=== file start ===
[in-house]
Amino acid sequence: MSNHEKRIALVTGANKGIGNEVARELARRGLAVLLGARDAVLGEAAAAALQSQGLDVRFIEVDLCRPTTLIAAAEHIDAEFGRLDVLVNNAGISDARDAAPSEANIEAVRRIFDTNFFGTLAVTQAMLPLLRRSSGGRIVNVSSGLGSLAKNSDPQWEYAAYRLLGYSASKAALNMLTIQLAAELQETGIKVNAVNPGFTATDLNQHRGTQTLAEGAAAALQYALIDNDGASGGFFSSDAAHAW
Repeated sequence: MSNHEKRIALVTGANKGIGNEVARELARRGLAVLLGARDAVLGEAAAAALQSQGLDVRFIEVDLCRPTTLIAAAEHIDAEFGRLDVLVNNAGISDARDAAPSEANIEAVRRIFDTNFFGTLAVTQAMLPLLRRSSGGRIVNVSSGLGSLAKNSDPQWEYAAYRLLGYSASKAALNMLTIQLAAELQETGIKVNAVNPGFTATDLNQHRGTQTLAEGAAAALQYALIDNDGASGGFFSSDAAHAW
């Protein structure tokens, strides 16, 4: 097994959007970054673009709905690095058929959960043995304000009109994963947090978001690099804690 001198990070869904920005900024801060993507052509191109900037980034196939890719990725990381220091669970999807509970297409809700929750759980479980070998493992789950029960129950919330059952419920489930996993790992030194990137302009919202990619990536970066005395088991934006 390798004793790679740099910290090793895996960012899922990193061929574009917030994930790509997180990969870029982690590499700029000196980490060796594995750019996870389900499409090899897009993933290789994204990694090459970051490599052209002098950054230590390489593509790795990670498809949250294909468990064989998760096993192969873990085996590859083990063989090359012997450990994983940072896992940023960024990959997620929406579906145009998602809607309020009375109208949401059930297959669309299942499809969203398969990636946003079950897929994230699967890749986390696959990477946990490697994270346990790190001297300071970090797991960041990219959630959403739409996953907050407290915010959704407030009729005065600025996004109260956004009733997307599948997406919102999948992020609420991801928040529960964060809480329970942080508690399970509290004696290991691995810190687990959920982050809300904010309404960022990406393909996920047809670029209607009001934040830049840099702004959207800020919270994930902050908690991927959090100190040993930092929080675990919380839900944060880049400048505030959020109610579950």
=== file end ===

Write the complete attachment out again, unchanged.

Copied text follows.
[in-house]
Amino acid sequence: MSNHEKRIALVTGANKGIGNEVARELARRGLAVLLGARDAVLGEAAAAALQSQGLDVRFIEVDLCRPTTLIAAAEHIDAEFGRLDVLVNNAGISDARDAAPSEANIEAVRRIFDTNFFGTLAVTQAMLPLLRRSSGGRIVNVSSGLGSLAKNSDPQWEYAAYRLLGYSASKAALNMLTIQLAAELQETGIKVNAVNPGFTATDLNQHRGTQTLAEGAAAALQYALIDNDGASGGFFSSDAAHAW
Repeated sequence: MSNHEKRIALVTGANKGIGNEVARELARRGLAVLLGARDAVLGEAAAAALQSQGLDVRFIEVDLCRPTTLIAAAEHIDAEFGRLDVLVNNAGISDARDAAPSEANIEAVRRIFDTNFFGTLAVTQAMLPLLRRSSGGRIVNVSSGLGSLAKNSDPQWEYAAYRLLGYSASKAALNMLTIQLAAELQETGIKVNAVNPGFTATDLNQHRGTQTLAEGAAAALQYALIDNDGASGGFFSSDAAHAW
């Protein structure tokens, strides 16, 4: 097994959007970054673009709905690095058929959960043995304000009109994963947090978001690099804690 001198990070869904920005900024801060993507052509191109900037980034196939890719990725990381220091669970999807509970297409809700929750759980479980070998493992789950029960129950919330059952419920489930996993790992030194990137302009919202990619990536970066005395088991934006 390798004793790679740099910290090793895996960012899922990193061929574009917030994930790509997180990969870029982690590499700029000196980490060796594995750019996870389900499409090899897009993933290789994204990694090459970051490599052209002098950054230590390489593509790795990670498809949250294909468990064989998760096993192969873990085996590859083990063989090359012997450990994983940072896992940023960024990959997620929406579906145009998602809607309020009375109208949401059930297959669309299942499809969203398969990636946003079950897929994230699967890749986390696959990477946990490697994270346990790190001297300071970090797991960041990219959630959403739409996953907050407290915010959704407030009729005065600025996004109260956004009733997307599948997406919102999948992020609420991801928040529960964060809480329970942080508690399970509290004696290991691995810190687990959920982050809300904010309404960022990406393909996920047809670029209607009001934040830049840099702004959207800020919270994930902050908690991927959090100190040993930092929080675990919380839900944060880049400048505030959020109610579950």